Use Go to Complete User Business Logic

brief introduction

In the previous section, you've learned roughly how to use Gin to read and write requests.
This section is the practice, complete a user business logic processing.

It mainly includes the following functions:

  • Create user
  • delete user
  • Update user
  • Query User List
  • Query the information of the specified user

This section is the core part, because the main function of this project is realized in this part.

Routing overview

This part of the code changes a lot, after all, to complete the above functions will add a lot of code.
First, look at routing. router.go adds a lot of routing definitions.

u := g.Group("/v1/user")
  u.GET("", user.List)
  u.POST("", user.Create)
  u.GET("/:id", user.Get)
  u.PUT("/:id", user.Save)
  u.PATCH("/:id", user.Update)
  u.DELETE("/:id", user.Delete)

um := g.Group("/v1/username")
  um.GET("/:name", user.GetByName)

From the routing definition, we can see that user creation, update, query and deletion are all defined.
In addition, the function of obtaining user list is defined.

A little explanation is user updates. Two methods are defined here, one using PUT method.
The other uses the PATCH method. The difference between the two is that the former is completely updated and needs to provide all of them.
Fields, the new user data will complete the replacement of the old user, except that the ID remains unchanged. The latter is a partial update.
More flexible, just provide the fields you want to change.

When defining API interfaces, you usually need to control versions. In general, the first routing directory is
Version number. This best practice is also followed here.

Define handler

All user-related handlers are defined in the handler/user/directory.

Let's first look at how to create new users.

The steps to create a new user are as follows:

  • Getting parameters from the request
  • Calibration parameter
  • Encryption cipher
  • Stored in database
  • Return response

If getting parameters from the request has been described in the previous section,
The model binding used here.

Calibration parameter

Gin's model bindings also have validation, a common one is to specify the necessary fields.
Gin itself supports verification using go-playground/validator.v8.

I use here.

Firstly, the user model is defined in model/user.go, including the method of validation.

// Define user structure
type UserModel struct {
    Username string `json:"username" gorm:"column:username;not null" binding:"required" validate:"min=1,max=32"`
    Password string `json:"password" gorm:"column:password;not null" binding:"required" validate:"min=5,max=128"`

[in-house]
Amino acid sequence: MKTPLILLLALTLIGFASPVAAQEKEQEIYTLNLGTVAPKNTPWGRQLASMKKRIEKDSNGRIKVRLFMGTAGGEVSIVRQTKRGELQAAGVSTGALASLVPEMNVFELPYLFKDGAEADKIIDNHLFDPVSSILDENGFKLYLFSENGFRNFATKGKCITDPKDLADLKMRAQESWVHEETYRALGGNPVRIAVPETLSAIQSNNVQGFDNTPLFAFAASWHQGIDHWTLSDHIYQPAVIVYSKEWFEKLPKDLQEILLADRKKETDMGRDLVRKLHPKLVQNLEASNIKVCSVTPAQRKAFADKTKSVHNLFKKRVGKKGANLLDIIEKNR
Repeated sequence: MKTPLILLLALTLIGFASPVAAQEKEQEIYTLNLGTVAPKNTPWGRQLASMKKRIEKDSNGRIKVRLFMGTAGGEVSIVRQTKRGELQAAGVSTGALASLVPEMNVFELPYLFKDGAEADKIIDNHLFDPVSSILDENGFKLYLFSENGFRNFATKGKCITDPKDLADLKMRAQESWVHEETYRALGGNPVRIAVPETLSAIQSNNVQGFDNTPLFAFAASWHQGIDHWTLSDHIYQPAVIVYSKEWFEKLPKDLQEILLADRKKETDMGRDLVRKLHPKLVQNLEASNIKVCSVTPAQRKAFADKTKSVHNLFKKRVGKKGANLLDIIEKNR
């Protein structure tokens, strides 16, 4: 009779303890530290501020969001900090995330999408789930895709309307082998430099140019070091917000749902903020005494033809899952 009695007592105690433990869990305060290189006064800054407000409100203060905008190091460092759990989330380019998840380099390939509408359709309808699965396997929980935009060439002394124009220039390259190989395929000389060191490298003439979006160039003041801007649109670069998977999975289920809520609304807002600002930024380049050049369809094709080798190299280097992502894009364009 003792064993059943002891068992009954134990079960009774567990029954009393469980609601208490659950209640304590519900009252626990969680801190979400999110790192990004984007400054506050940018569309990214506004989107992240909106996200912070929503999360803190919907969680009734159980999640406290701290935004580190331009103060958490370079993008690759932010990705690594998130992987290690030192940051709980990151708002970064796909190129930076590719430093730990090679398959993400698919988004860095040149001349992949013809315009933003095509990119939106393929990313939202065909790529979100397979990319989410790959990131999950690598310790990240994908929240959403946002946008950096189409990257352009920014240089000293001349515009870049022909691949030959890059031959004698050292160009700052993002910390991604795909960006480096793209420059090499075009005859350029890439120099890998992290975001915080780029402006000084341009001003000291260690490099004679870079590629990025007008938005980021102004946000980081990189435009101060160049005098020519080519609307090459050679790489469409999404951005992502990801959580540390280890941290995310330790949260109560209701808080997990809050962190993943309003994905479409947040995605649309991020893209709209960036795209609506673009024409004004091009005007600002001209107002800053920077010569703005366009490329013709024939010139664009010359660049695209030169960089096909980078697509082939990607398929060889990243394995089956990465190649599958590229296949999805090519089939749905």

// Validation field
func (u *UserModel) Validate() error {
    validate := validator.New()
    return validate.Struct(u)

When using model binding, we need to distinguish one thing: the structure of API interface and the data model itself
Data model refers more to the structure stored in the database, which is related to how to design the table structure.
And the core data model. The parameter structure in the request serves the API interface itself, that is, the API interface.
What parameters are needed?

You can view the structure of all user API interfaces in handler/user/user.go.

Encrypted Password and Data Storage

Many operations have been encapsulated in the user model, so in handler, only function calls are needed.
It's OK to decide if there's a mistake. Try not to put too much code in handler, usually just need it.
It's enough to show a clear process flow. The specific implementation is put in other files.

The process of encrypting and storing user data is very clear.

// Encryption cipher
if err := u.Encrypt(); err != nil {
  handler.SendResponse(ctx, errno.New(errno.ErrEncrypt, err), nil)

// Insert user into database
if err := u.Create(); err != nil {
  handler.SendResponse(ctx, errno.New(errno.ErrDatabase, err), nil)

Finally, the user name is returned as a response. So far, a handler that creates the user is complete.

Other handler s

User deletion and ID-based or name-based queries are also relatively easy, not to elaborate.

Get the user list

Let's look at an interface to get a list of users.

Following the preceding principles, large chunks of code should not be placed directly in handler.
Here we put the concrete implementation in a package called service, specifically
The service.ListUser function.

In fact, when defining the user model, a method of obtaining the same name from the database has been defined.
User List and Number of Users. Why not use it directly?

This is because only very general functions are usually defined in the model, that is, data is extracted from the database.
Do not do very specific data processing. Designed to specific business operations, should be handled elsewhere.

Look at the service.ListUser function specifically. The main function is to get users from the database.
The data is expanded to include fields corresponding to the model.UserInfo structure.

// Business Processing Function to Get User List
func ListUser(username string, offset, limit int) ([]*model.UserInfo, uint, error) {
    infos := make([]*model.UserInfo, 0)
    users, count, err := model.ListUser(username, offset, limit)